From sleepless nights to never-ending emails, here are the signs you need a new job.

Have you ever thought about leaving your job? Do you fantasise about getting up from your desk, yelling ‘I’m done!’ and walking out in a blaze of glory? Although it might feel like admitting defeat, sometimes there are very legitimate reasons to walk away. Unsure if it’s time to quit? Here are eight signs you need a new job.

1. You dread Monday mornings (more than usual)

Nobody likes Monday mornings ‒ that’s a given. However, if your dread starts to feel utterly unshakable, it might be a sign that your role has run its course. Full-time workers in the UK spend an average of 37 hours per week in the office or on site. If you’re in a job that brings you nothing but misery for so many hours, it’s a surefire sign that you need to move on.

2. Your day-to-day tasks feel mundane

There are few jobs in the world that are exhilarating and exciting all of the time. Perhaps stuntmen or sports stars feel this level of glee, but for the rest of us, work is a roller-coaster ride of interesting highs and boring lows. But if you find that you’ve got more lows than highs each and every day, that’s a major red flag. Your work should be challenging and engaging, not mundane and dull.

3. You’re not learning anything new

Are you learning new things at your workplace? Is the management team investing in you and your future? It’s human nature to want to progress and move forward in a role. If that’s not happening and there are no signs of it happening in the near future, you’ve got a serious problem. It might be worth looking elsewhere to see what other opportunities are available to you.

4. Your role has grown but your paycheck hasn’t

Is your ‘to-do’ list longer than your arm? If your workload has grown and grown, that’s not necessarily a bad thing. However, your paycheck should absolutely reflect that. If your manager has been delegating more and more without you reaping any of the rewards, it’s time to speak up. The managers should be willing to pay you fairly for the work that you’ve done. It’s that simple.

5. You never feel as though you’ve slept well

When you’re stressed out at work, it’s only logical that it would affect your sleep. A massive 74.5 percent of Brits say that workplace stress is the thing keeping them awake at night, according to a survey by HRnews. That feeling of not being able to ‘switch off’ is more dangerous than you might think. Everyone needs a balance between work and life, and not being able to find it could affect more than just your 40 winks.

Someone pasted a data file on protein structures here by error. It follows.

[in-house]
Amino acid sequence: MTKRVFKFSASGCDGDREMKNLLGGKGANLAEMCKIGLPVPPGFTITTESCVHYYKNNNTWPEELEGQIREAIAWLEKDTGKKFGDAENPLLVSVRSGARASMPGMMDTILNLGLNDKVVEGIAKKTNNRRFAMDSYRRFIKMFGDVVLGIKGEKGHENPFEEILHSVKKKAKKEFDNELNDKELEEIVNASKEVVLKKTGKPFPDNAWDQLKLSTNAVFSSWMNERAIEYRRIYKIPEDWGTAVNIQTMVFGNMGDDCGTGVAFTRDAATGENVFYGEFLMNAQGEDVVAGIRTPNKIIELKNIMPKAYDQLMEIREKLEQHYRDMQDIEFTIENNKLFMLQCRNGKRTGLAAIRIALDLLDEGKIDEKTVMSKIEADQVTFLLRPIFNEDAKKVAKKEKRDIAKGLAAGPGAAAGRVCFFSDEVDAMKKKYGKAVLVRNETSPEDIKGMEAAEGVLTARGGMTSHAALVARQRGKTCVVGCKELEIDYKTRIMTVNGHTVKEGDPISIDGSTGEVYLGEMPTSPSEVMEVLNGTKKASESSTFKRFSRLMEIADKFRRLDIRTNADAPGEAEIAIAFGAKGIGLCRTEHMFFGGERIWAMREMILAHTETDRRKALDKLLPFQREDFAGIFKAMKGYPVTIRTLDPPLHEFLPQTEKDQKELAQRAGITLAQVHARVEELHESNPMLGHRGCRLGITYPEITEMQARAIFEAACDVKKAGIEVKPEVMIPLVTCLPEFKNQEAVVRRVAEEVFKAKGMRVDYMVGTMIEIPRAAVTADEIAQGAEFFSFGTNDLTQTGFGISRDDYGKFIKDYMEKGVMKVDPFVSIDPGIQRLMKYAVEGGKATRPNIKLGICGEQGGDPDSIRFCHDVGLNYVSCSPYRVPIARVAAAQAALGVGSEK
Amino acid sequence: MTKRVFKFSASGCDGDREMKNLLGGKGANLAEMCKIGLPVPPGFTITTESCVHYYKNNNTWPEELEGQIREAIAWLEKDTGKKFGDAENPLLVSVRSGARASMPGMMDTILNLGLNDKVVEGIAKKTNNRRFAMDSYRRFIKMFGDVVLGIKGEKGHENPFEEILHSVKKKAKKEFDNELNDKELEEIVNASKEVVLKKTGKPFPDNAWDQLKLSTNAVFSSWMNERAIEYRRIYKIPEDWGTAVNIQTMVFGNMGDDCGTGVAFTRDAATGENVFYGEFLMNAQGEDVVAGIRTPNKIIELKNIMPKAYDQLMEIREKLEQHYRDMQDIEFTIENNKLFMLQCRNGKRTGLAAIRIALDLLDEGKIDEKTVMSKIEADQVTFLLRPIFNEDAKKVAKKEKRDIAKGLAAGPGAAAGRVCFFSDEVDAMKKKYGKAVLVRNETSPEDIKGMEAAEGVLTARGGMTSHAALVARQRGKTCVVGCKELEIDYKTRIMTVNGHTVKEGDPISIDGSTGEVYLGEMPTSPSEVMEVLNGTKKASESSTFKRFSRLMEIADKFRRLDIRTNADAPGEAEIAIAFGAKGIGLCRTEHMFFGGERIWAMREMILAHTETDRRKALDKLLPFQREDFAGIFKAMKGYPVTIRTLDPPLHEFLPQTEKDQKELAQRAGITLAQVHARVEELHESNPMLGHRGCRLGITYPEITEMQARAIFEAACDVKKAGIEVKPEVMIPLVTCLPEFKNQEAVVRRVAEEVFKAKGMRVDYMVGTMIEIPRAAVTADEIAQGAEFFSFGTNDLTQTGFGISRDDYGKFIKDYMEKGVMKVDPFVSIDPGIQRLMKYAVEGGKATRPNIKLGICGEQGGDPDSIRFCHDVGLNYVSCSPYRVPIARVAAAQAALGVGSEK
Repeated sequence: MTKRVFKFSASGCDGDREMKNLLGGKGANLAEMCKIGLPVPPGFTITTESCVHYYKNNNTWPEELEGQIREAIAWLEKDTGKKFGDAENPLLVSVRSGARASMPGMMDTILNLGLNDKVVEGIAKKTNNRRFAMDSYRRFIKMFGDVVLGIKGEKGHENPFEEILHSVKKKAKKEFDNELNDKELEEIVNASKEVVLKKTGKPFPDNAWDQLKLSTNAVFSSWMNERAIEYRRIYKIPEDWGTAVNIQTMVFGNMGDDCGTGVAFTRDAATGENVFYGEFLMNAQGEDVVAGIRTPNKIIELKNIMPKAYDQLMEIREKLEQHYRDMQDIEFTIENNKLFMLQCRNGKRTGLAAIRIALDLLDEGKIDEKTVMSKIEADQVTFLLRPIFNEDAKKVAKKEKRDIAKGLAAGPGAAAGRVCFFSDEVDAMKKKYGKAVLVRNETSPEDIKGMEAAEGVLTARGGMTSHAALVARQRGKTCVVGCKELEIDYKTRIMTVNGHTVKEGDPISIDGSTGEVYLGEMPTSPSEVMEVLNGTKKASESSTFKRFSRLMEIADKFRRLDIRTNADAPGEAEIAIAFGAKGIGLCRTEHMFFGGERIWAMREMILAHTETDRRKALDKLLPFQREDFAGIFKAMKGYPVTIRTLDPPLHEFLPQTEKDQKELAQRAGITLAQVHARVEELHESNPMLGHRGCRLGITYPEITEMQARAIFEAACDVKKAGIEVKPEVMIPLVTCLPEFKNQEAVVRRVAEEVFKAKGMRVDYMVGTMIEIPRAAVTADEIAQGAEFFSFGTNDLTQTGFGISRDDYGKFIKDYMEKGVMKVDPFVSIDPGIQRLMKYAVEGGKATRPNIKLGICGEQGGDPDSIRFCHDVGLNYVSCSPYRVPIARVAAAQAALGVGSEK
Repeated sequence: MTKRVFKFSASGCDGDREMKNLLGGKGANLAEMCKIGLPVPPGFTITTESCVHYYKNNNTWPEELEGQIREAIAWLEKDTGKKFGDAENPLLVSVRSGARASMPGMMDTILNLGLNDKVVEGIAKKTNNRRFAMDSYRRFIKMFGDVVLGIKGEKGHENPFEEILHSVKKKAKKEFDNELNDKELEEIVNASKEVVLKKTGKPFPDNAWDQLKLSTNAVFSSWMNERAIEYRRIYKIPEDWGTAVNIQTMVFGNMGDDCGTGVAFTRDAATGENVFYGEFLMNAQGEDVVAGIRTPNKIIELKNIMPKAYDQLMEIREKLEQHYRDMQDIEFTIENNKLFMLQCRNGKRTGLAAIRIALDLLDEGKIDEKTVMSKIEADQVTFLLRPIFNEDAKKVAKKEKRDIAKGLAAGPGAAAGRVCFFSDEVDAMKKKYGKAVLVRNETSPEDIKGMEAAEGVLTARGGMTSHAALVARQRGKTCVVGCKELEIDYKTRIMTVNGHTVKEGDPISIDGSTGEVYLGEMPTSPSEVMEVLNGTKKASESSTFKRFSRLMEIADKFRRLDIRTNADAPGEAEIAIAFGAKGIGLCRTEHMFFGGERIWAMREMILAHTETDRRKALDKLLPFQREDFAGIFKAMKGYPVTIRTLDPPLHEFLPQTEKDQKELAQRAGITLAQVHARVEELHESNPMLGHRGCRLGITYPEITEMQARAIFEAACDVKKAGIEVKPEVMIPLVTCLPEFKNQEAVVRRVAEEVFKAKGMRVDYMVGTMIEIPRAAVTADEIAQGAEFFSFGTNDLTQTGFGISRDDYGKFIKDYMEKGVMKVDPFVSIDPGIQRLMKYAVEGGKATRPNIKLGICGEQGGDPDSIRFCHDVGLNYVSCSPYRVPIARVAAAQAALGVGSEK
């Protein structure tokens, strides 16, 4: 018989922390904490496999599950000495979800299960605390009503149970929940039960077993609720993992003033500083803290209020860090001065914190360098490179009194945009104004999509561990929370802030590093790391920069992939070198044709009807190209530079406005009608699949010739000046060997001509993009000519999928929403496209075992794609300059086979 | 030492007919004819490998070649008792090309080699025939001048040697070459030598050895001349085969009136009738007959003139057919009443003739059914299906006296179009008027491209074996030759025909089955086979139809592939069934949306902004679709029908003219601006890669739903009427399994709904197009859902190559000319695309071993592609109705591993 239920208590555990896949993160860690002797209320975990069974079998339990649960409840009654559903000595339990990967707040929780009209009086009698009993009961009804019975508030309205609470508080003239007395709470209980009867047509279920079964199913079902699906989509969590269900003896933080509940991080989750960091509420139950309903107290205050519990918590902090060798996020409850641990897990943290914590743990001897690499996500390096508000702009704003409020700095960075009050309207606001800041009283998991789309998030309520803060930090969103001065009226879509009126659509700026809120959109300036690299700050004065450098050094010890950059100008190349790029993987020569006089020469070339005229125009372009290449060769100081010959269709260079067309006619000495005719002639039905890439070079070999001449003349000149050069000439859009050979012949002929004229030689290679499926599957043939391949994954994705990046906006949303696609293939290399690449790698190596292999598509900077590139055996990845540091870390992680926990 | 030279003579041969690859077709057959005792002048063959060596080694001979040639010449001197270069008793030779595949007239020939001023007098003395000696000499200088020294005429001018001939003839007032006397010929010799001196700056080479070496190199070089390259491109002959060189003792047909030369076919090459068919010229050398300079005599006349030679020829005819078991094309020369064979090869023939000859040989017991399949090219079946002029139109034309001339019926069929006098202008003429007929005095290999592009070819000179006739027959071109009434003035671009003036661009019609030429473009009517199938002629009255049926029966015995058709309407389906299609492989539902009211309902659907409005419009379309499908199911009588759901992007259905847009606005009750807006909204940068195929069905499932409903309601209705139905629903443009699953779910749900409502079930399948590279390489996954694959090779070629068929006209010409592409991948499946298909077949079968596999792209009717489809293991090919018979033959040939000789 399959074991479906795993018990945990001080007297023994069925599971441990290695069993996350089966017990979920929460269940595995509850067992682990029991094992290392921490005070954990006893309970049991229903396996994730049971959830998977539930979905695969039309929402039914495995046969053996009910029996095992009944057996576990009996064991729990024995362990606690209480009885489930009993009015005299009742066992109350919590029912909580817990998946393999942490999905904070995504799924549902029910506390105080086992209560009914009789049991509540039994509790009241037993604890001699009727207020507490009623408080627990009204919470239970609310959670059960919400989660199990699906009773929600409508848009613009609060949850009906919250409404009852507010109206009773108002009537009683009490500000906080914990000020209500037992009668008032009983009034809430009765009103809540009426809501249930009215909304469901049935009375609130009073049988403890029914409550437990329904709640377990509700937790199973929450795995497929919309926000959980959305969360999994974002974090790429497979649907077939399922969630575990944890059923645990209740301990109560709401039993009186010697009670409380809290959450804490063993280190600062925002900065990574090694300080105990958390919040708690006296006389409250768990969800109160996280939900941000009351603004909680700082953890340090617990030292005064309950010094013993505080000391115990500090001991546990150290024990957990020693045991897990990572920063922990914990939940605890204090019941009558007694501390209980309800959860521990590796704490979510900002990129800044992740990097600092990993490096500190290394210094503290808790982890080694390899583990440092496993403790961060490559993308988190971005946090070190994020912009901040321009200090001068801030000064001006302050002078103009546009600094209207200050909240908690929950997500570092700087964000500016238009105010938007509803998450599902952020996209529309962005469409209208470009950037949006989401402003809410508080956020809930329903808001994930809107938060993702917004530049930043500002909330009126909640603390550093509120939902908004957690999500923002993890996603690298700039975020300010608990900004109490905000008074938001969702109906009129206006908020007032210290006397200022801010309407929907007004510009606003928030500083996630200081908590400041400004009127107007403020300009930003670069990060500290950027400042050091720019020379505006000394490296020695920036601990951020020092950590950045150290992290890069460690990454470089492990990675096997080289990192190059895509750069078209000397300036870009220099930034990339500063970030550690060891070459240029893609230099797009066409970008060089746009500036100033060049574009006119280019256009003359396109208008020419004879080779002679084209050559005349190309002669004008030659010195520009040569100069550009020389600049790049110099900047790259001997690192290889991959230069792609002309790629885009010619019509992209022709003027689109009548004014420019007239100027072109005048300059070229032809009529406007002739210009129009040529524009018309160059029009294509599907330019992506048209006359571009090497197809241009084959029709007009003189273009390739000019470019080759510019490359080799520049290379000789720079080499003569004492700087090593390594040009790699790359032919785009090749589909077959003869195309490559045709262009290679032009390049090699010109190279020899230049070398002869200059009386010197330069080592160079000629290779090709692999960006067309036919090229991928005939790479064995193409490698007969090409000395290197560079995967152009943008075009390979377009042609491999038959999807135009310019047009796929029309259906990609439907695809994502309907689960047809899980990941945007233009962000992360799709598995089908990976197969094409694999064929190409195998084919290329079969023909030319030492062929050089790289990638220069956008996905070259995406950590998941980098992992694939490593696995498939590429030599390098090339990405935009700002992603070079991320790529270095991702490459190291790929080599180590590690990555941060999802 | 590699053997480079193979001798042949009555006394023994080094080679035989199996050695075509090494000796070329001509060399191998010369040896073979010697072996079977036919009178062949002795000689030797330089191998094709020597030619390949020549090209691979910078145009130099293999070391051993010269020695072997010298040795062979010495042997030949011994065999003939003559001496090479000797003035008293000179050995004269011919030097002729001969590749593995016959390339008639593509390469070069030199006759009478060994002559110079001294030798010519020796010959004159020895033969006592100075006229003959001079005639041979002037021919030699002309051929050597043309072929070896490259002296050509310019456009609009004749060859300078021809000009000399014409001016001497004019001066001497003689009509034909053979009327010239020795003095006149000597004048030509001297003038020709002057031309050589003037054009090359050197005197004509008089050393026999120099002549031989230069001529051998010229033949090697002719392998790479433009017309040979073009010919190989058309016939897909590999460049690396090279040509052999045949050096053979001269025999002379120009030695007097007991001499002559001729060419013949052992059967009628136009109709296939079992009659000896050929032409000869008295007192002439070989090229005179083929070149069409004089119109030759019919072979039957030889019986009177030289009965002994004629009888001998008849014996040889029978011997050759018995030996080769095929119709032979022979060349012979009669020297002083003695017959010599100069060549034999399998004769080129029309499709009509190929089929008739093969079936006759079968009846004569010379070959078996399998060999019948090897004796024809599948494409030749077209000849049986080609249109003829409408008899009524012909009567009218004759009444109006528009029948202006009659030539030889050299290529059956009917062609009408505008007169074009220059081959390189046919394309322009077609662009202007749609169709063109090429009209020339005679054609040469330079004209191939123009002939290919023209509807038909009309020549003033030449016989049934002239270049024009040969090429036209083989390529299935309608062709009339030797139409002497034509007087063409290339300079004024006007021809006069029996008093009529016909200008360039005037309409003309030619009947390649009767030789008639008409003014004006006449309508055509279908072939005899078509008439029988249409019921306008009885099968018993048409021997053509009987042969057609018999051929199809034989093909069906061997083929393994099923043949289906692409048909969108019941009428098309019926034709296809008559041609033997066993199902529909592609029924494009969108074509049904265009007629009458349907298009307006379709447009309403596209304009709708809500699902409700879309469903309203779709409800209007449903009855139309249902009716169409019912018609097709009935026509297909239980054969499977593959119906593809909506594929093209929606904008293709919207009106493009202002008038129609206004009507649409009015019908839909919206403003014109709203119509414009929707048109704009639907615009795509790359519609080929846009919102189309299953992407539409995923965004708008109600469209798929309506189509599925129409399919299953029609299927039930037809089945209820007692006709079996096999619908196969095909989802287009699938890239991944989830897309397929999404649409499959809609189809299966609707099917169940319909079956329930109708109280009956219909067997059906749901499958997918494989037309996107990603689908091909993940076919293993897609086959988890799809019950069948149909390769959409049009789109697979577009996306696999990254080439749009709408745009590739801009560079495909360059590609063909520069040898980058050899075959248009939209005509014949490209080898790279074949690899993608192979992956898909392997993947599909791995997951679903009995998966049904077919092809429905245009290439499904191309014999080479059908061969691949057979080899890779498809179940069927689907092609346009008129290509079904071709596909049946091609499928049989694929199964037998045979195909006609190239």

6. The strain of the role hinders your health

Of course, it’s not just your sleep that could be hindered by stress at work. In 2016 and 2017, around 526,000 people in the UK said that they were suffering from work-related stress, depression or anxiety, according to results from Health and Safety Executive. That’s an enormous amount of people. If you’re one of them, figuring out a way to solve the problem is crucial. Leaving your current role might be the answer.

7. The daily commute is your only social life

Commuting is no fun ‒ that’s for sure. But is it impacting your life? If talking to a stranger on the bus each morning is your only social life, you might want to rethink your priorities. The truth of the matter is that getting to and from your workplace can eat into your free time, meaning that you have hardly any time to unwind and relax. Perhaps it’s time to start looking for a role that is a little closer to home or, even better, can be done remotely.

8. You get constant emails (even when you’re on holiday)

Holidays are supposed to be your downtime. They are your break from reality ‒ a chance to chill out and take stock of things. How on earth can you do that when you’re getting emails to your phone every five minutes? If your managers don’t respect your boundaries and continue to bombard you with questions when you’re not on the job, that’s a real issue. Don’t stand for it. Politely ask them to refrain from this workplace sin or look for other options for yourself.

Conclusion

We often think of quitting a job as a negative thing, but it can actually be quite liberating. When a role has nothing left to offer you, the smart move is to walk away from it and find a position that does. Why not start looking today and see what options are out there? You never know – you might just find your dream job.

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